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Int. J. Mol. Sci. 2017, 18(9), 1946; doi:10.3390/ijms18091946

Transfusion of Red Blood Cells to Patients with Sepsis

1
Department of Emergency Medicine, Chang Gung Memorial Hospital Linkou, Taoyuan 330, Taiwan
2
Department of Emergency Medicine, Chang Gung Memorial Hospital Keelung, Keelung 204, Taiwan
3
Clinical Informatics and Medical Statistics Research Center, Chang Gung University, Taoyuan 330, Taiwan
4
Community Medicine Research Center, Chang Gung Memorial Hospital Keelung, Keelung 204, Taiwan
*
Author to whom correspondence should be addressed.
Received: 14 July 2017 / Revised: 26 August 2017 / Accepted: 8 September 2017 / Published: 11 September 2017
(This article belongs to the Special Issue Sepsis)
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Abstract

Sepsis is one of the major causes of death worldwide, and is the host response to infection which renders our organs malfunctioning. Insufficient tissue perfusion and oxygen delivery have been implicated in the pathogenesis of sepsis-related organ dysfunction, making transfusion of packed red blood cells (pRBCs) a reasonable treatment modality. However, clinical trials have generated controversial results. Even the notion that transfused pRBCs increase the oxygen-carrying capacity of blood has been challenged. Meanwhile, during sepsis, the ability of our tissues to utilize oxygen may also be reduced, and the increased blood concentrations of lactate may be the results of strong inflammation and excessive catecholamine release, rather than impaired cell respiration. Leukodepleted pRBCs more consistently demonstrated improvement in microcirculation, and the increase in blood viscosity brought about by pRBC transfusion helps maintain functional capillary density. A restrictive strategy of pRBC transfusion is recommended in treating septic patients. View Full-Text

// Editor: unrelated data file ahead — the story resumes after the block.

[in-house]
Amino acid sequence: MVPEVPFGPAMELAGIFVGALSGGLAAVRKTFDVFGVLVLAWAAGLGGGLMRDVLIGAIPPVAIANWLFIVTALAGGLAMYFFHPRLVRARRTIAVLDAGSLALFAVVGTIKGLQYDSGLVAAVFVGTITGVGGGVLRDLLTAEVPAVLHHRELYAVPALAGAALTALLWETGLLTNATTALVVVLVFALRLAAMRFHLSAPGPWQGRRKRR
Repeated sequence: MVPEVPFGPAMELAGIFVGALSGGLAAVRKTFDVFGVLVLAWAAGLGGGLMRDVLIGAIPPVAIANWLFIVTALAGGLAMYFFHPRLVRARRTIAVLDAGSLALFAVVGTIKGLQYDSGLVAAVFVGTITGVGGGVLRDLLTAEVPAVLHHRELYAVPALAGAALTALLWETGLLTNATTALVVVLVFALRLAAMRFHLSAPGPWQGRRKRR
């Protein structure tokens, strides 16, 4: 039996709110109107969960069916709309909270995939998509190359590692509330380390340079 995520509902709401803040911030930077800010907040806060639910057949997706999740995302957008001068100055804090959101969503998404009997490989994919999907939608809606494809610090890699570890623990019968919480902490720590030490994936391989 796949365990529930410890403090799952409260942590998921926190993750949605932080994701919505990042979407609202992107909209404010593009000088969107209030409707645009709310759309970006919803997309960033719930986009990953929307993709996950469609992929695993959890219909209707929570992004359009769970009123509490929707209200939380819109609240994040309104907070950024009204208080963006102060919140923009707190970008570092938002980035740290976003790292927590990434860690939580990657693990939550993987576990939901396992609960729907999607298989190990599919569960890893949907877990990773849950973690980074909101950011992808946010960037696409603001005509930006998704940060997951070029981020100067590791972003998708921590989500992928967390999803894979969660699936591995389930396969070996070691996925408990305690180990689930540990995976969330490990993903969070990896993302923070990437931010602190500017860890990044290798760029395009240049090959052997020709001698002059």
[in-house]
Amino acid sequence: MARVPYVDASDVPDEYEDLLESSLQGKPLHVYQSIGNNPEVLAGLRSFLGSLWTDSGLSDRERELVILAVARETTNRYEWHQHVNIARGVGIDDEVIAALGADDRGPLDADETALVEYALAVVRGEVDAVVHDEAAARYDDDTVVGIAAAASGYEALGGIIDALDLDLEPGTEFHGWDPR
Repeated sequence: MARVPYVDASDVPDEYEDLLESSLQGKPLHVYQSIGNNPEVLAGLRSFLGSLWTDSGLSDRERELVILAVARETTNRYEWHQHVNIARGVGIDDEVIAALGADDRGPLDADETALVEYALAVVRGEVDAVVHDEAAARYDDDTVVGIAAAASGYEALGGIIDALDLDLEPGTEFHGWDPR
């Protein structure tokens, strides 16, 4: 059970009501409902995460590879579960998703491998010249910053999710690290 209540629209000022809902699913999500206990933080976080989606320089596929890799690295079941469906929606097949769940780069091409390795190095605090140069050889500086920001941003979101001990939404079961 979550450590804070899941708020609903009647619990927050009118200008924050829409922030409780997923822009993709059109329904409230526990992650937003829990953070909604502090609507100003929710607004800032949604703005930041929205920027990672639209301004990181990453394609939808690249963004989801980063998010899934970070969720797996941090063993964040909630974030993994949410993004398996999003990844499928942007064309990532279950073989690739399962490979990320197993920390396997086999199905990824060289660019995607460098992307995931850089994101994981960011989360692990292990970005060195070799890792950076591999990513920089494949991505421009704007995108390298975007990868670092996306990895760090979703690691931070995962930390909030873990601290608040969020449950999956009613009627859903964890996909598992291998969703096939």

Keywords: sepsis; transfusion; red blood cells sepsis; transfusion; red blood cells
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Chan, Y.-L.; Han, S.-T.; Li, C.-H.; Wu, C.-C.; Chen, K.-F. Transfusion of Red Blood Cells to Patients with Sepsis. Int. J. Mol. Sci. 2017, 18, 1946.

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